Friday, July 17, 2009
Zero Sum Game
We watched It's A Wonderful Life last night, and there's a scene that really smacked us in the face (not the obvious one at the end, mind you):
Bailey: Times are bad, Mr. Potter. A lot of these people are out of work.
Potter: Then foreclose!
Bailey: I can't do that. These families have children.
Potter: They're not my children.
Bailey: But they're somebody's children, Mr. Potter.
Potter: Are you running a business or a charity ward?
I remember one of the Iraq war demonstrations in 2007, a Freeper was yelling about the 3000 "they" killed. Their inaccuracy notwithstanding, I asked about the 1.2M people we killed. "They're not MY people!"
This seems the fundamental difference between conservativism and liberalism in a nutshell. The former is in the "I've got mine, get your own and fuck off" camp, the latter in the "how can I help" frame of mind. It's like a dichotomy in the Meyers-Briggs: do you prefer 'justice' or 'mercy', do you prefer 'hoarding' or 'sharing'?
Anyway, in light of the healthcare reform stuff happening now--not the mortgage crisis or the stimul, uh...Wall Street bailout--and our own family's healthcare crisis, this felt even more germane than before. It's not really even a question of "do we have the right to healthcare" but "what do we as a civilized society do to provide for all our people?"
Wingers certainly like to (mis)quote the Declaration and conflate it with the Constitution. If we have the right to life and the pursuit of happiness, why can't we also organize ourselves in the form of government to provide for that in various ways? Wait, we do all the time, including the common Defence.
Yet when it comes to the general Welfare part, they decide that's somehow an overreach or not in line with the Framers' "original intent." Of course the original intent was to give us a fairly limited, overarching document that would grow with our needs as a nation, but whatever.
Rights are often construed as being what protects from government, but that's not mutually exclusive with the notion that government can and should create structures that enable to exercise those rights. In fact, it was stated explicitly in the Declaration: to secure these rights, Governments are instituted.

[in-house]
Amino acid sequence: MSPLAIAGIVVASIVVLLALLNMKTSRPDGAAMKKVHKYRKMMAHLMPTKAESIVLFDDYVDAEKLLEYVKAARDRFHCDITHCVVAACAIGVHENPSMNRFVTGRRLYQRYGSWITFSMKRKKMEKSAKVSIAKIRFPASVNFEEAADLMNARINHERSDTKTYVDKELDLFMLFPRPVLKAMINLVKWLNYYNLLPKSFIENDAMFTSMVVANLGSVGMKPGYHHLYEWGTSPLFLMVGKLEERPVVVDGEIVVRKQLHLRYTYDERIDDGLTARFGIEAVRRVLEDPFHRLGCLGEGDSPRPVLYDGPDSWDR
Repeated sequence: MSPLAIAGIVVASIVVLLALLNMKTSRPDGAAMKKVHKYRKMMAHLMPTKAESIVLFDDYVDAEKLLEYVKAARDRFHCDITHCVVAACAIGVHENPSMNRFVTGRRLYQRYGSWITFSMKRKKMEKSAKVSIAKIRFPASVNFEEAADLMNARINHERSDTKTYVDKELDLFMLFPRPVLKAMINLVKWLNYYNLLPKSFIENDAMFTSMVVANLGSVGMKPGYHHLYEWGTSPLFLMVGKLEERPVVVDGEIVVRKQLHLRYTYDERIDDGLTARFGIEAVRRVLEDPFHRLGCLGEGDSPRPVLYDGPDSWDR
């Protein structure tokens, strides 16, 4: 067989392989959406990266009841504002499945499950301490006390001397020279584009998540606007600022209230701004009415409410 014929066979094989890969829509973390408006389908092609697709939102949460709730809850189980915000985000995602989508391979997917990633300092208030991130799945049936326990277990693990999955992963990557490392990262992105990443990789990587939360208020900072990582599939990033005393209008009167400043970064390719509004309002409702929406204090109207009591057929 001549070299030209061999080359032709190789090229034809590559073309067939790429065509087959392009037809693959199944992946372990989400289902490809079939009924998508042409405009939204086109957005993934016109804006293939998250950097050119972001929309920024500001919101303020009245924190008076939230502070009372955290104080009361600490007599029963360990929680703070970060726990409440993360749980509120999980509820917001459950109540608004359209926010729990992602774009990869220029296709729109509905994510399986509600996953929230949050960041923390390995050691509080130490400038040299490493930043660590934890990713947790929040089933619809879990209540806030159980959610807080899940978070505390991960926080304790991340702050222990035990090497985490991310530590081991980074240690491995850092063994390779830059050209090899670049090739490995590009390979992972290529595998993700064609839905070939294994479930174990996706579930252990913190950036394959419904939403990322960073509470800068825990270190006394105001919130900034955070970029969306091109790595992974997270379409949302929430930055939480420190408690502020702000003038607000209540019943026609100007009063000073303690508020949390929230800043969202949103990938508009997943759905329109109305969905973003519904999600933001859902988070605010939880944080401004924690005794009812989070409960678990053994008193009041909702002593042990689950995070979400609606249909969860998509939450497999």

So if life and the pursuit of happiness are rights according to our basic Revolutionary ideals, health is a necessary condition for those rights, the 9th Amendment notes that the omission of an explicit mention of rights does not mean they don't exist, we create government with power to secure the rights, and Congress has the authority to promote the welfare of the people in our nation, then why the big debate about whether we should provide healthcare to our citizens? That might be as rhetorical a question as it is long-winded.
What is a right, even if the government doesn't directly infringe on it, if we have no practical way to exercise it? We're not talking about a guaranteed outcome, but a fundamental principle has been and must be that failure to protect rights by government is tantamount to inhibiting them.
You say women have a right to reproductive freedom, including abortion, but there's only one provider in a 1000 mile radius, that's not much of a right, is it? You say people have the right to free speech, but there's only one corporation that controls the airwaves, presses, billboards, etc, then you can't really influence your government and fellow citizens, can you?
I submit that our government is obligated to provide health coverage from that perspective. That's ignoring the other issues of compassion, cost savings, increased competitiveness, and so on.